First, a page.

After all, it’s something to have modern movies take the piss of the slasher subgenre, so i’ll have to give Student Bodies some credit for being the first of its kind, decades before Scary Movie and its spawn run the parody subgenre to the fucking ground (with the internet age subsequiently making them redundant as big studio productions you went to see in theathers), and here you’re kinda looking at the genesis of those misbegotten films, an ancient prototype if you will.

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[EXPRESSO] Broker (2022) | “Your Baby, Delivered To You, In A Box”

I was miraculously able to watch a preview screening for this one, which competed in this years’ Cannes Film Festival, and is a South-Korean drama directed and written by Hirokazu Kore-eda, better known for Like Father, Like Son, Shoplifters, Maborosi, also director of The Truth/La Veritè, a french film starring a very international cast and his first movie not set (or filmed) in Japan.

Given the director’s well known penchant for family dramas, it’s not surprising his new film it’s about the theme of family, but here touched upon in a more unique way, as it involves a woman who leaves her newborn in a baby box, only to be stolen by child traffickers with a proven scheme.

The mother of the child does come back, tracks down the two traffickers, but instead of ratting them out or worse, she decides to go along on a roadtrip with them so to interview potential new parents for the baby. But eventually this unusual crew is finally tailed by two police officers that are also investigating a murder…

If you’re expecting this to turn into a Hangover style roadtrip movie, you clearly haven’t been paying attention to the premise i just wrote, because rest assured that Zach Galiafinakis isn’t gonna show up and play a mentally challenged manchild, as Broker deals with the themes of child abandonment, criminality and family as seriously as you would expect from a movie that touches upon such serious and real situations.

Though, it manages to sport a surprising amount of levity and tender moments, quite needed in this delicate drama about murder, pregnancy, adoptions, etc, because Broker it’s good & depressing. Quite depressing, but not entirely hopeless.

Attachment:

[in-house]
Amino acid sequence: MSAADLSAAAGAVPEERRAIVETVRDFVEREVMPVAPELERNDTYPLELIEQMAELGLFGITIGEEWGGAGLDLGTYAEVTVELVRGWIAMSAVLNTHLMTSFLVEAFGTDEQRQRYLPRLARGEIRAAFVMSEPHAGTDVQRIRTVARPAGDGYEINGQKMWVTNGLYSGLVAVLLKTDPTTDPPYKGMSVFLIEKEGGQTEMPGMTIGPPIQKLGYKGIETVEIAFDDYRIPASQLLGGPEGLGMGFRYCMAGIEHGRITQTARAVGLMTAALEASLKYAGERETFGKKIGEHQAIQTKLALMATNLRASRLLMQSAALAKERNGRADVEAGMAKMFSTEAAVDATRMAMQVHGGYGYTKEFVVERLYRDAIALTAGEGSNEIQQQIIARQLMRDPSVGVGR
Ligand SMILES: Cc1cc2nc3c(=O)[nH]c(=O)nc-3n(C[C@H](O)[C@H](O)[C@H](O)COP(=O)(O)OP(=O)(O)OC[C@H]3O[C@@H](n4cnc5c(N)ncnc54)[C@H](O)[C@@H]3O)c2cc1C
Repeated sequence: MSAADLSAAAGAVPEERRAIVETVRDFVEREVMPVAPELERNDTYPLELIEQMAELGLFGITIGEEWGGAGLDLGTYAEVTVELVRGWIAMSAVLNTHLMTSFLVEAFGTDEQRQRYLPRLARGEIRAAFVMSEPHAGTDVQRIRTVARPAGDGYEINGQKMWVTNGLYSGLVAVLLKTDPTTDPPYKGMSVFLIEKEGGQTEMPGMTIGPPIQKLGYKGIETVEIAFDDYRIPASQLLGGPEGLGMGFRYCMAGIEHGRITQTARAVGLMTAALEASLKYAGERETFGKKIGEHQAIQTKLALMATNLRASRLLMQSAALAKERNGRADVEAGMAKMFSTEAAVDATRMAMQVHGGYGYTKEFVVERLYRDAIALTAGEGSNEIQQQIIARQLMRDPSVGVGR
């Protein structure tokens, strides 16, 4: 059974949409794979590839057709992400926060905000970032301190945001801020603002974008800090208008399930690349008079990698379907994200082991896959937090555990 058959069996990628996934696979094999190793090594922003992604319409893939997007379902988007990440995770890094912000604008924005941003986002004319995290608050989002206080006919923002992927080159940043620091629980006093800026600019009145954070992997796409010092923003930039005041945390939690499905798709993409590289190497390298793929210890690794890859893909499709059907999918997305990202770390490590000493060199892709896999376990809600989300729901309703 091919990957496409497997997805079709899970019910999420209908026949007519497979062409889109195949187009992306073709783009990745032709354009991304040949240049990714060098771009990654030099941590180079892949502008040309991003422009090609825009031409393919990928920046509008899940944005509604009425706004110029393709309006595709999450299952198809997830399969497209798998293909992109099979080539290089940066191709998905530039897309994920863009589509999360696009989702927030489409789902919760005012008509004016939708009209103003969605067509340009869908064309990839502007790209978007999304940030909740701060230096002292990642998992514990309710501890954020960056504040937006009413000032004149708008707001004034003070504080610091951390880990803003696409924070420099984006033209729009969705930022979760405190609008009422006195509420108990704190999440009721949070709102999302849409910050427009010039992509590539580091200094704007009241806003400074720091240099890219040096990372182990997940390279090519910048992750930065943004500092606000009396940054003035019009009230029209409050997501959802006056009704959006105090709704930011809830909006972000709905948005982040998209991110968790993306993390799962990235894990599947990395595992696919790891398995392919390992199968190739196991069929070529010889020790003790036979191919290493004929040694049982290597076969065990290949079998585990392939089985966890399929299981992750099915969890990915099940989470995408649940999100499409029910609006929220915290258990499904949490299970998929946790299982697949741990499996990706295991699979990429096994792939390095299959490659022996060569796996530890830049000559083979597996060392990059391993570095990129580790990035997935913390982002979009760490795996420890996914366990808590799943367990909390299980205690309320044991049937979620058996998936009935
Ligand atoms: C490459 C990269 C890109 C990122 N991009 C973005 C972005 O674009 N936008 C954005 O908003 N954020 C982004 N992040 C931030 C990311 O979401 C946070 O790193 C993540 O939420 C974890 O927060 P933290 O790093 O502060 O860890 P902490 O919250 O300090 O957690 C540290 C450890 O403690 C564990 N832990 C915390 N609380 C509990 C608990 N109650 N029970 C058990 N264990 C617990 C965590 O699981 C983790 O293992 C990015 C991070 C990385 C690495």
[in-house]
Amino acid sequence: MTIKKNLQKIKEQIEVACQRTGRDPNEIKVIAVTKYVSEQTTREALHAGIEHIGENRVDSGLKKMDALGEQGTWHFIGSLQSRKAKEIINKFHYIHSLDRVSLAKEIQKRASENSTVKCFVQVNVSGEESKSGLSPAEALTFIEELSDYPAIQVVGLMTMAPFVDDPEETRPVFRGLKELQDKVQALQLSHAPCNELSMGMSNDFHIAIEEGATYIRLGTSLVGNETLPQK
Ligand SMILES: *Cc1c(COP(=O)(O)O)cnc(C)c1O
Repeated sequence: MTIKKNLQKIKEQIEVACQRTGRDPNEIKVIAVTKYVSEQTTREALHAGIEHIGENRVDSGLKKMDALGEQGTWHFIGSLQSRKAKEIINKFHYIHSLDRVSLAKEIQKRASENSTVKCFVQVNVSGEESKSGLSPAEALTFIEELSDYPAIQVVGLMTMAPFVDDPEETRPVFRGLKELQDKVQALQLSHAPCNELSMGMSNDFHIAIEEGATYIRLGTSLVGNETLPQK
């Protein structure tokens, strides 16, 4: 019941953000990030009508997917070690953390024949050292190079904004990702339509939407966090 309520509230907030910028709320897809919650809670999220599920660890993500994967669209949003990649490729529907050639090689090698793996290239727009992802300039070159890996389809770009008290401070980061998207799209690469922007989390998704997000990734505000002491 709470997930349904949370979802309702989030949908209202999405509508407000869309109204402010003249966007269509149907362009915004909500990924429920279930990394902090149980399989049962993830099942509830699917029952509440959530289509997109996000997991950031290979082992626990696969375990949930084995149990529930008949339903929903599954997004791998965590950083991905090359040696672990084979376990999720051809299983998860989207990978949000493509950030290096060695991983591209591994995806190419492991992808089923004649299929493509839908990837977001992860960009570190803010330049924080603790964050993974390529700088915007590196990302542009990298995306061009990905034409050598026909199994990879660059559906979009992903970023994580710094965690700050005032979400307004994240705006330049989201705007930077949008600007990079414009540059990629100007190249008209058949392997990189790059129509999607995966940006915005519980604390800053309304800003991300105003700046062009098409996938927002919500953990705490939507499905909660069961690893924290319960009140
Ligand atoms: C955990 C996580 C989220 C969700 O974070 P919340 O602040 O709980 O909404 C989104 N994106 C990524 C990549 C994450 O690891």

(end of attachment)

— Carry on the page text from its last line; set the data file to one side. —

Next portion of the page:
My kind of movie… though Broker felt a bit longer than necessary, for me.

Still, a solid, good drama.

[EXPRESSO] Moonage Daydream (2022) | Sovereign Supreme

There are many kinds of films based on and featuring music behemoths, but when we step outside of fully fictionalized retellings with a proper plot, we often see two specific kinds prevail, the docufilm, the mixture of live recordings with some talking heads providing hindsight and opinions on the importance of the band/artist at various points in time.

Sometimes it will be something else entirely, be it the full lenght silent anime film/music video of Interstella 5555, or the mix of a music video-style narrative wrapped around live recordings done in Metallica: Through The Never.

But usually, the promotional pieces will tut about this not being another docufilm based on a popular, world-beloved music legend, as if the word “docufilm” itself has become dirty.

Though, in the case of Moonage Daydream, the claim of this not being labeled as “just another music docufilm” is actually true, as this it’s a full on experience, a proper spaceborn roller coaster into the life of David Bowie, trying to understand the nature and intimate essence of the chameolonic rockstar, helped by the privileged access of director Brett Morgen (Crossfire Hurricane, Kurt Cobain: Montage Of Heck) to the complete catalogue of archive footage and with full blessings from Bowie’s estate.

It’s a tall order to make justice of the incredible, majestic and ever transforming figure of David Bowie, but Moonage Daydream actually manages to do it, marrying rare archive footage, previously unreleased live performances, stunning visuals (that i feel benefit from the IMAX treatment) and depth without being bond to a strict linear narrative or having things overexplained by other people telling what they think David Bowie was as a person and rockstar,

It’s also incredibly well edited, with a delightful smorgasboard of movie references that are just the cherry on top. Masterpiece? Masterpiece.

Prey (2016) [REVIEW] | La-la-lion Goes To Amsterdam

Since that new movie about the killer lion with Idris Elba (simply called Beast) is coming out soon here too, let’s pick one of the currently available ones on Amazon Prime Video that fit into the subniche of killer lions flick, at least at the time of writing.

As in, i wanted to review Prey… the 2006 one, but since it’s not streaming there, the other killer lion flick from 2016 will do, and because originality it’s an ephemeral phantom, both movie are simply called “Prey”.

Not be confused with the new Predator movie.

Or the Netflix german horror thriller of the same name.

Or the two similar-yet-unrelated Prey games.

This is 2016’s Prey (since “Prooi” translates to that, also known as Violent Fierce Lion, so whatever, you can call your movie “Prey”, whatever), and it’s by dutch director Dick Maas, better known for Amsterdamned, the Flodder comedy series, but also behind the horror christmas movie Saint/Sint, and the often forgotten entry in the “killer elevator” subgenre with 1983’s The Lift, his debut film, which he actually remade with american actors in 2001 as Down/The Shaft.